Pennsylvania Republicans OK election study despite House Dems' opposition

The Associated Press
Uncounted provisional ballots sit in boxes at the Schuylkill County Election Bureau in Pottsville, Pa. on Tuesday, Nov. 10, 2020. (Lindsey Shuey/The Republican-Herald via AP)

HARRISBURG — Republicans in the Pennsylvania House succeeded Thursday in directing a state agency to conduct a review of election procedures despite unified opposition from Democrats.

The chamber voted 112 to 90 for a resolution that told the Legislative Budget and Finance Committee, or a contractor it will hire, to conduct the study and report back by early February.

Republicans argued they were responding to constituents who were confused by some of the procedures as the state conducted a high-turnout election during a pandemic and under greatly expanded mail-in voting eligibility.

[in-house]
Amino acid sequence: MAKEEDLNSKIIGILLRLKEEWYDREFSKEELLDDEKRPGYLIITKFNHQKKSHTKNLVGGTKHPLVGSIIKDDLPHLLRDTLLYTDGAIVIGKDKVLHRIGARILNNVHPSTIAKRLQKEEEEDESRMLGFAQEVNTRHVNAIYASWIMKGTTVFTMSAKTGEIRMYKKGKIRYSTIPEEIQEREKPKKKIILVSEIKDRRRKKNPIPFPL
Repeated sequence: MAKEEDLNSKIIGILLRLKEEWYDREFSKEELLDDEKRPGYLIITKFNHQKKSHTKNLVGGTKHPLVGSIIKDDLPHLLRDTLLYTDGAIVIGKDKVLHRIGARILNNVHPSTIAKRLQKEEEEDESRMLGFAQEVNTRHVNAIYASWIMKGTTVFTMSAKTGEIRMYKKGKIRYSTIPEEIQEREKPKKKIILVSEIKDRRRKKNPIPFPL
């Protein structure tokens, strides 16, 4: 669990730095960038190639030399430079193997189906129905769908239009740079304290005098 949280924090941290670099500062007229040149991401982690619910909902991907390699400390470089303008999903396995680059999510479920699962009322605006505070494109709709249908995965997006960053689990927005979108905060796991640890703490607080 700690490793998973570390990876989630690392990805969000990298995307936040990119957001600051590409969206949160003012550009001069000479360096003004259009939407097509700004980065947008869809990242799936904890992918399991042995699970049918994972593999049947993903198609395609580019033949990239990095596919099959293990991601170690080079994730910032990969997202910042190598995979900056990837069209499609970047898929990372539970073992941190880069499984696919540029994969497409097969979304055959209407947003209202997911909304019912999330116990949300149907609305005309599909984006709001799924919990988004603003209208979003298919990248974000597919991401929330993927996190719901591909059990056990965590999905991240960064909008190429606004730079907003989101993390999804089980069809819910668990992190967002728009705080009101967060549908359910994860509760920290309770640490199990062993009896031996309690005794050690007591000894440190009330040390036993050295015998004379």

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Democratic arguments that the measure should be revised or was unconstitutional were defeated by the GOP majority.

Separately, the Department of State under Democratic Gov. Tom Wolf plans another “risk limiting” audit under a pilot program to apply statistical tools that will measure the election's accuracy and check for possible interference.

The resolution does not require approval by Wolf or the state Senate. There is no limit on how much the committee can spend on the study.

Topics will include how many mail-in ballots were requested and counted and details about how provisional ballots were used. It also will examine the technical performance of new voting machines, how poll watchers were treated and different county practices for “curing,” or fixing, ballots that lacked secrecy envelopes or had other problems.